By Tom Philpott: Military Update
Proponents for strengthening Montgomery GI Bill (MGIB) benefits for the National Guard and Reserve say the critical issue is fairness. Reserve rates, frozen for years, need to be raised. Reserve benefits need to be made as portable as MGIB for active forces, their wartime deployment partners.
Not so, said a senior Defense official. The critical issue is how best to manage finite resources. There is no reason to raise Reserve GI Bill benefits as long as enough personnel join and re-enlist with reserve components.
The arguments were as blunt as that last Wednesday during an unusual joint hearing of the House armed services subcommittee on military personnel and the veterans’ affairs subcommittee on economic opportunity. The two panels share oversight responsibility for MGIB programs.
The Republican chairman and ranking Democrat on the personnel subcommittee — John McHugh of New York and Vic Snyder of Arkansas — were in sync laying out their case for raising reserve MGIB benefits perhaps next year. Snyder in particular sees two major inequities that need correction.
The first, he said, is that MGIB for reservists ends when they separate after a typical six-to-eight-year service obligation. That’s true even now, in wartime, with Reserve and National Guard members being mobilized routinely for 16-to-18 months, and spending a year in Iraq or Afghanistan. When active duty members leave service, they take along MGIB benefits. Reserve benefits can only be used while they remain in drill status.
“How is it fair when two members serve side by side in combat, they return home together, both leave the service, but one will have education benefits (and) the other will not have any?’’ asked Snyder.
“This seems to me to be unconscionable.”
A second inequity is the level of benefits under MGIB for Selected Reserves. Payments used to be set to equal 47 percent of benefits for active duty MGIB users. But cost of living increases to active duty MGIB, which the Department of Veterans Affairs administers and VA committees oversee, have not been applied to Reserve benefits since the attacks of 9/11.
The armed services committees are responsible for Reserve MGIB and so can be blamed for letting benefits slip. But it’s also true, Snyder said, that the Bush administration has not asked for money to adjust Reserve MGIB. On Sunday, when active duty benefits went up once again, Reserve MGIB benefits stayed frozen and their value, relative to active duty MGIB, fell to 27 percent.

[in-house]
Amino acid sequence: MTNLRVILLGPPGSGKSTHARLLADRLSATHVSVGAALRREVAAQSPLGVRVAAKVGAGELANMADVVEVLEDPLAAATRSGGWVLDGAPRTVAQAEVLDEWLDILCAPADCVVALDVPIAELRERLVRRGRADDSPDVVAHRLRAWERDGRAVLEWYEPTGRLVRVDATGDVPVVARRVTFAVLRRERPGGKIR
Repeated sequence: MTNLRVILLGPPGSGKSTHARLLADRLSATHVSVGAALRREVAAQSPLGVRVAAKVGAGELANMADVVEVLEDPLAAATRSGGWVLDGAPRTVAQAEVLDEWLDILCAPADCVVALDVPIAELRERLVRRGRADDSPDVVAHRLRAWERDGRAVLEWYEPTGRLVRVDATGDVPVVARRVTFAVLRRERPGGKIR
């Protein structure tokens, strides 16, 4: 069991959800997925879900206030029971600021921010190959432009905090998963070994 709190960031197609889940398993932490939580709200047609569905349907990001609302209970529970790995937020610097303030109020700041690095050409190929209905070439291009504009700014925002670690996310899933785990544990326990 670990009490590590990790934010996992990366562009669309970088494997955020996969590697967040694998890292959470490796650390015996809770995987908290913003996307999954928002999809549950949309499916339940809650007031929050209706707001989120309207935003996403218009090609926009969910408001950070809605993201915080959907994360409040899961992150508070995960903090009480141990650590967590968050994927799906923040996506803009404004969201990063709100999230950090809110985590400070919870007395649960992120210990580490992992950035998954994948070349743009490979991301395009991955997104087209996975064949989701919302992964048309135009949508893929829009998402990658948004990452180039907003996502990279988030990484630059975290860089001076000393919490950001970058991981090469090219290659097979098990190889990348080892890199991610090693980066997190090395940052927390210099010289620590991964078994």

“Shouldn’t we at least bring that benefit up to where it was at the time the program was (established),” Snyder asked Michael L. Dominguez, principal deputy under secretary of defense for personnel and readiness.
Dominguez refused to concede the point, instead providing what he described as “a number-crunching, bean-counter” view. Reserve MGIB was designed primarily as a retention tool to keep members in drill status.
“If we look at our recruiting and retention numbers, we’re achieving the purposes for which the program was intended,” said Dominguez, a 1975 West Point graduate. For five years, until last July, he served as assistant secretary of the Air Force for manpower and reserve affairs.
Following that logic, an angry Snyder told Dominguez, if the Reserve MGIB “deteriorates to 3 percent of the (active duty) benefit … or 1 percent, you’re going to be perfectly satisfied as long as Americans are stepping forward and signing enlistment contracts for reasons for patriotism, family heritage, for love of country. You don’t care where that benefit deteriorates to … I think you stepped in it, Mr. Secretary.”
Dominguez refused to reverse field, however.
“If people understand what we offer in return for their service, and they know that up front and they agree to that service, under those conditions I think that needs to be honored,” he said.